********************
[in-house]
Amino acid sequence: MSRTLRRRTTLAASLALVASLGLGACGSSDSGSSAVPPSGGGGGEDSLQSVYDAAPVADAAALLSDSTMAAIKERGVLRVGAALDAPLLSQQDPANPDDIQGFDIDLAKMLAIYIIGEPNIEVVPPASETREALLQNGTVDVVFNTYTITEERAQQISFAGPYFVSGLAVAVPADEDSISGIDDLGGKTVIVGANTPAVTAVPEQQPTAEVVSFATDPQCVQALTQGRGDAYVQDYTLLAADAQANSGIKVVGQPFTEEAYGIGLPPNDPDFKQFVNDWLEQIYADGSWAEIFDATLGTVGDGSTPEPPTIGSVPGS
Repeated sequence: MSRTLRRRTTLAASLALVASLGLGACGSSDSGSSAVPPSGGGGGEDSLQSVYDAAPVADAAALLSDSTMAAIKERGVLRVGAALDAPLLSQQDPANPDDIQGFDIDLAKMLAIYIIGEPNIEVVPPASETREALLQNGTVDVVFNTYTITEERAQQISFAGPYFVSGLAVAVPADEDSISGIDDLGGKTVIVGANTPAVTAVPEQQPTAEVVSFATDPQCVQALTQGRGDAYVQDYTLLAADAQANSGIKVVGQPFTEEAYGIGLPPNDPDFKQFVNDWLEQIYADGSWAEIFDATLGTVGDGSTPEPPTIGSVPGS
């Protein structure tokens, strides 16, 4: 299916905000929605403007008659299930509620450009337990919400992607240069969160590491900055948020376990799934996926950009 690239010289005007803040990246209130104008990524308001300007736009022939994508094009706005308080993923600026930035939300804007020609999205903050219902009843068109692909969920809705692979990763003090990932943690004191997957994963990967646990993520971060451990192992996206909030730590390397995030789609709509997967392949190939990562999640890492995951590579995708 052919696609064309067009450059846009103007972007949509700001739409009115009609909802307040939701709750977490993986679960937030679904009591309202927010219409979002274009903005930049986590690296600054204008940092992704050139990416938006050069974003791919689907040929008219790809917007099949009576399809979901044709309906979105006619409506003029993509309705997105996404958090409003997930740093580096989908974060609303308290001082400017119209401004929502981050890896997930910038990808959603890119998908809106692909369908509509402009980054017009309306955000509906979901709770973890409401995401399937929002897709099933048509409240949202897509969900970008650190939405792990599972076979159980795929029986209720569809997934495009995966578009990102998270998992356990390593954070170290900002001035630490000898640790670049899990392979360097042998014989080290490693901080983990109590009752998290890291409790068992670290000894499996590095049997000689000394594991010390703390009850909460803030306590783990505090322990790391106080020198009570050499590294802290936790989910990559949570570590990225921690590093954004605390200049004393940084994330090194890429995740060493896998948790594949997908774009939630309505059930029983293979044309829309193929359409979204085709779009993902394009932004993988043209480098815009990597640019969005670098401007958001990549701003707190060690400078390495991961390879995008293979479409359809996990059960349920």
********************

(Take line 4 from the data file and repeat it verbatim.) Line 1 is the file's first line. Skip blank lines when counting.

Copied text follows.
């Protein structure tokens, strides 16, 4: 299916905000929605403007008659299930509620450009337990919400992607240069969160590491900055948020376990799934996926950009 690239010289005007803040990246209130104008990524308001300007736009022939994508094009706005308080993923600026930035939300804007020609999205903050219902009843068109692909969920809705692979990763003090990932943690004191997957994963990967646990993520971060451990192992996206909030730590390397995030789609709509997967392949190939990562999640890492995951590579995708 052919696609064309067009450059846009103007972007949509700001739409009115009609909802307040939701709750977490993986679960937030679904009591309202927010219409979002274009903005930049986590690296600054204008940092992704050139990416938006050069974003791919689907040929008219790809917007099949009576399809979901044709309906979105006619409506003029993509309705997105996404958090409003997930740093580096989908974060609303308290001082400017119209401004929502981050890896997930910038990808959603890119998908809106692909369908509509402009980054017009309306955000509906979901709770973890409401995401399937929002897709099933048509409240949202897509969900970008650190939405792990599972076979159980795929029986209720569809997934495009995966578009990102998270998992356990390593954070170290900002001035630490000898640790670049899990392979360097042998014989080290490693901080983990109590009752998290890291409790068992670290000894499996590095049997000689000394594991010390703390009850909460803030306590783990505090322990790391106080020198009570050499590294802290936790989910990559949570570590990225921690590093954004605390200049004393940084994330090194890429995740060493896998948790594949997908774009939630309505059930029983293979044309829309193929359409979204085709779009993902394009932004993988043209480098815009990597640019969005670098401007958001990549701003707190060690400078390495991961390879995008293979479409359809996990059960349920």